As the world’s largest market and one which sees a staggering $5.3 trillion dollars traded each day,
Forex trading is a term which pricks the ear of anybody with an entrepreneurial spirit. Forex trading involves the trading of one currency for another at an agreed rate; this rate fluctuates according to economics, geopolitics and many other factors. By speculating on whether a currency’s value will rise (appreciate) or fall (depreciate), Forex traders can earn profit on their investment. In Forex, leverage enables you to trade without putting up the full amount which can be both a risk and advantage.
There are both risks and rewards with Forex trading and it is important for anybody to understand these before starting.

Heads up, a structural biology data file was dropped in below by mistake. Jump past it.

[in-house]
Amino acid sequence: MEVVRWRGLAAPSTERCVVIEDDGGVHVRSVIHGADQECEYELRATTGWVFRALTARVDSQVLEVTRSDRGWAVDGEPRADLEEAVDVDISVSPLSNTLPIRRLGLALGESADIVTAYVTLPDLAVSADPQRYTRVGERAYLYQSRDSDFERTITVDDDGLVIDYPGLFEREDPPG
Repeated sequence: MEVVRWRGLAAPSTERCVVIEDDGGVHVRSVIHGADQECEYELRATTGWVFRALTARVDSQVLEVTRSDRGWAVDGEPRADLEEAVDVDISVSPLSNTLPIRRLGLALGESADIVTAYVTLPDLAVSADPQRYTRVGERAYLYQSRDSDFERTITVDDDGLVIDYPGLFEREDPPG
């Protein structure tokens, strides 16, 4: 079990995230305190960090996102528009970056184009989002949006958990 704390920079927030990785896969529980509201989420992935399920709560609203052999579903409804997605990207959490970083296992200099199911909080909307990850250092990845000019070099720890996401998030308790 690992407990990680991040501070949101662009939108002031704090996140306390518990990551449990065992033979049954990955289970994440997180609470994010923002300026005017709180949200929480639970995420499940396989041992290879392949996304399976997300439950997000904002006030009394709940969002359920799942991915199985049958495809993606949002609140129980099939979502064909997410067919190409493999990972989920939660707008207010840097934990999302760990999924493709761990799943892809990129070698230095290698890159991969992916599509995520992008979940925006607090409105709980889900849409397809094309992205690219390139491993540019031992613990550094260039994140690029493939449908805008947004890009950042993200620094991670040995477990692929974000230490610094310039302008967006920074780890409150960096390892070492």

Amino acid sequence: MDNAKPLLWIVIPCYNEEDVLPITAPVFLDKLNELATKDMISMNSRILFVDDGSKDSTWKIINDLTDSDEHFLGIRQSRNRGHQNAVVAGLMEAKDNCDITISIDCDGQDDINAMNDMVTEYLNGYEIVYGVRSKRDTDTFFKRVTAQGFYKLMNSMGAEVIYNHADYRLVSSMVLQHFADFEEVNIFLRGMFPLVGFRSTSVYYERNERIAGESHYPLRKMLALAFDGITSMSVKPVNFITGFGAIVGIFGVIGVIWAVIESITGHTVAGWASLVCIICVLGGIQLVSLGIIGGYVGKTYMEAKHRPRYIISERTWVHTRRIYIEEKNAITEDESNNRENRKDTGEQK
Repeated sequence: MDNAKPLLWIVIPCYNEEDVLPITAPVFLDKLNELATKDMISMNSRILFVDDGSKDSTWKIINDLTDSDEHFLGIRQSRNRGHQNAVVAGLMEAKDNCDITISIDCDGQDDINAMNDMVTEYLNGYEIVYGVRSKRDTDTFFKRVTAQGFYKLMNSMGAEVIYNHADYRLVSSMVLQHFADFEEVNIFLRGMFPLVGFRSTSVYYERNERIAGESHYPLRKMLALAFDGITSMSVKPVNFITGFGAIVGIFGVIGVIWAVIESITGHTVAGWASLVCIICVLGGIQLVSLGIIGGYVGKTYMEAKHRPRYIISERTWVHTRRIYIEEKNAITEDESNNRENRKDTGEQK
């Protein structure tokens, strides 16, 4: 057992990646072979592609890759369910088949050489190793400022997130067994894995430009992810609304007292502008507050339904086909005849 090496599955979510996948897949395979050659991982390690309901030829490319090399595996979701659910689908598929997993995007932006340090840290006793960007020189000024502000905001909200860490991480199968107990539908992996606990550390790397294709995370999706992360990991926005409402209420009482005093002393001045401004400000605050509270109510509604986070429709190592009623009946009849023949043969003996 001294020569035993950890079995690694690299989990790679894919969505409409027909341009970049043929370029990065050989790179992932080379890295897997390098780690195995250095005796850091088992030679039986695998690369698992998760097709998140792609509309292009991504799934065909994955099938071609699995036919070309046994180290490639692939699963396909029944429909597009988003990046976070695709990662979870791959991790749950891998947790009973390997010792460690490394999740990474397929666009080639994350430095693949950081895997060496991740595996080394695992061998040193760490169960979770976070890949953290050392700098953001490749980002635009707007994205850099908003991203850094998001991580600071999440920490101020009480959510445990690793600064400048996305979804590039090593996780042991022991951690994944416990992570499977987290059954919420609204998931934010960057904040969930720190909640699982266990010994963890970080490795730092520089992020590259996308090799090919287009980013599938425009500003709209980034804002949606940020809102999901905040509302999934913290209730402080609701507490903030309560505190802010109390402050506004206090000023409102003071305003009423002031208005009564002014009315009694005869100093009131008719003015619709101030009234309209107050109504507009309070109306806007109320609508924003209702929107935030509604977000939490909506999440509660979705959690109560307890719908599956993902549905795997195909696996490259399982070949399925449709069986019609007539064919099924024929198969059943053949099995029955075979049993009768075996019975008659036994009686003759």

Too muscular. Too short. Too stocky. Too young-looking.
Former gymnast and Olympic gold medalist Shawn Johnson was called a lot of things by the media in her time as an athlete. Often, few of them had anything to do with her athleticism.
Her mother would tell her over and over: “Honey, look at your success. Look how happy you are when you are out there on the floor. Don’t let what someone else is saying affect you.” Now, Johnson wants to be that voice for the next generations of girls, advocating for a shift in how we talk about female athletes.
Johnson announced on Tuesday that she’s teaming up with Dove to launch the #MyBeautyMySay campaign, encouraging the media and the general public to focus on the athletic ability of women in sports, not their looks.